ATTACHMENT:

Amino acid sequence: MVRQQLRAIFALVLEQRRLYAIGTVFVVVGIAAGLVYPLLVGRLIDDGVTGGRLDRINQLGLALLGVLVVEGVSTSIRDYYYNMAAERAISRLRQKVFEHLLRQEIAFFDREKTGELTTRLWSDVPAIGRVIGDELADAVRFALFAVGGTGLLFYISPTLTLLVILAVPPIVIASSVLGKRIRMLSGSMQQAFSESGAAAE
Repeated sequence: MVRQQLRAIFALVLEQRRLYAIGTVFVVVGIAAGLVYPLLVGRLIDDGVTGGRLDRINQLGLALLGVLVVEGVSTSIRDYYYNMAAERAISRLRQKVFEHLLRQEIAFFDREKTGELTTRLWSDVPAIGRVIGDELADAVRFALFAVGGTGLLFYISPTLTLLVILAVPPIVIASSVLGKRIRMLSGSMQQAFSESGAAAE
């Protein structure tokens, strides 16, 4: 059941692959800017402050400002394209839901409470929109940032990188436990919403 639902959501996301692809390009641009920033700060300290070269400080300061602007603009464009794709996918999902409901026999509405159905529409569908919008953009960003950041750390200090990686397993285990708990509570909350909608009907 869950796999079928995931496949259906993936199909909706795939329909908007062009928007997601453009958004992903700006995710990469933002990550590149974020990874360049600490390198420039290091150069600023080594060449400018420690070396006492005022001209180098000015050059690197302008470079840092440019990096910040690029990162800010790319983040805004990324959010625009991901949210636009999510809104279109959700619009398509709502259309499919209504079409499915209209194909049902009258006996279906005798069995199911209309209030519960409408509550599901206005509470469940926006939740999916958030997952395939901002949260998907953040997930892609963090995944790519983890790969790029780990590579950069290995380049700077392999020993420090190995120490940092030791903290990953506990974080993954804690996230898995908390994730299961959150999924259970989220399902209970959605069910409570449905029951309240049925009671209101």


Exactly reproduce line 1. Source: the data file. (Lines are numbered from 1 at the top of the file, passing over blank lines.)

Amino acid sequence: MVRQQLRAIFALVLEQRRLYAIGTVFVVVGIAAGLVYPLLVGRLIDDGVTGGRLDRINQLGLALLGVLVVEGVSTSIRDYYYNMAAERAISRLRQKVFEHLLRQEIAFFDREKTGELTTRLWSDVPAIGRVIGDELADAVRFALFAVGGTGLLFYISPTLTLLVILAVPPIVIASSVLGKRIRMLSGSMQQAFSESGAAAE